They say it caused violence with false accusations of a plan to assassinate him and deliberately awaken the nationalist sentiment.
In addition, one of the emails that Seyoum Teshome published on October 25, 2019 states that Mohammed and the TPLF were working covertly to incite violence in Oromia in order to prevent the merger of the EPRDF.
Opponents described the violent incident as a massacre caused by the publications of Mohammed on Facebook, a story that has become popular on Ethiopian Twitter with the tag # October2019massacre (October 2019 massacre). They asked for a harsh response from Prime Minister Abiy, who is an Omo, who is routinely accused of being too soft on Mohammed or working in secret with him.
Mohammed's allies see the protest in Oromia as a victory that prevented an attempt on his life and acclaimed protesters in Oromia as heroes.
They blame the deadly violence on Amharas nationalists and other opposition political parties.
The majority of Omo defenders and politicians who showed their solidarity with Mohammed said that the Otoms were waiting for the opportunity to protest, with their accusation of a murder plan like the straw that broke the glass. In a protest video widely spread on Facebook, protesters were heard insulting Abiy, they call him “Habesha”, a term popularly used to refer to Ethiopians as a whole, but Omo nationalists use it to accuse an oromo who is Yielding to interests we don't take.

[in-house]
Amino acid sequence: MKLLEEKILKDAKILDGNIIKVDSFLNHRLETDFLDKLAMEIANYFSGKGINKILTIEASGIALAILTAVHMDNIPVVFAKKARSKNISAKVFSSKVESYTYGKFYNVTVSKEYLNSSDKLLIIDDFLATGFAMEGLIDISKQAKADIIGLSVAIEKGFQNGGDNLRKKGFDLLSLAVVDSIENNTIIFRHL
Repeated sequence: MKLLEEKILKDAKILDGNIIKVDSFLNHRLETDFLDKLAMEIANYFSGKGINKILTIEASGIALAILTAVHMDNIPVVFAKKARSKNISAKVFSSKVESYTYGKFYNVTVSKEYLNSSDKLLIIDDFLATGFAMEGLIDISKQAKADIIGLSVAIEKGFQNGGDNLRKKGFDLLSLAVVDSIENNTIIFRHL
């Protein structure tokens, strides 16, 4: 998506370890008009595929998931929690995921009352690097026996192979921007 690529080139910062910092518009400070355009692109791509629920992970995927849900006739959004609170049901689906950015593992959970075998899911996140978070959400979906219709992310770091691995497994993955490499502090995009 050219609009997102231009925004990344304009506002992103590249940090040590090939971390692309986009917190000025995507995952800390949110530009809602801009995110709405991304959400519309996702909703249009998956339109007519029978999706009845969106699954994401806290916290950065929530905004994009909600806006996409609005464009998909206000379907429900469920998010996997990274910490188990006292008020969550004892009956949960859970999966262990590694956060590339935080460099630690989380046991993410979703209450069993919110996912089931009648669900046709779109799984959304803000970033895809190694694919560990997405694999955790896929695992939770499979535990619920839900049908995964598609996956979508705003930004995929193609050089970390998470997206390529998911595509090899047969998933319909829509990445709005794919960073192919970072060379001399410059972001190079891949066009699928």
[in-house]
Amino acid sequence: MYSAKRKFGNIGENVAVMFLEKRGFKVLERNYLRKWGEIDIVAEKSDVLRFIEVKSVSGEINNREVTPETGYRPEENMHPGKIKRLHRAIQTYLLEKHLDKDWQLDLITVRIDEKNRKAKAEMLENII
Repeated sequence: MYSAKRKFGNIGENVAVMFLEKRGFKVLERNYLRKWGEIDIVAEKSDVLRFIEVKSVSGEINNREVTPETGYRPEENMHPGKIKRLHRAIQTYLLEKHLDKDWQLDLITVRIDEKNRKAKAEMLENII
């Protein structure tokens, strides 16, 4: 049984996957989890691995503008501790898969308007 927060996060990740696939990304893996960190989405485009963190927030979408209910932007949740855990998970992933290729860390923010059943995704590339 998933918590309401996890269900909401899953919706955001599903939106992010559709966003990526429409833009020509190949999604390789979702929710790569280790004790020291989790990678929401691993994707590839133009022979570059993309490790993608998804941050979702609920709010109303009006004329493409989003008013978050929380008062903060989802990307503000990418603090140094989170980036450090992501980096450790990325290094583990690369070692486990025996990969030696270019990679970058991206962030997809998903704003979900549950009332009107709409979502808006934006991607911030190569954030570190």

Mohammed is a kind of protest teacher, media executive and political strategist in his community. With almost 1.8 million followers on Facebook, he used his page to guide street protests, raise funds and request information from groups within the EPRDF that helped remove the formerly dominant TPLF, which for years had blocked social media and arrested and tortured to bloggers.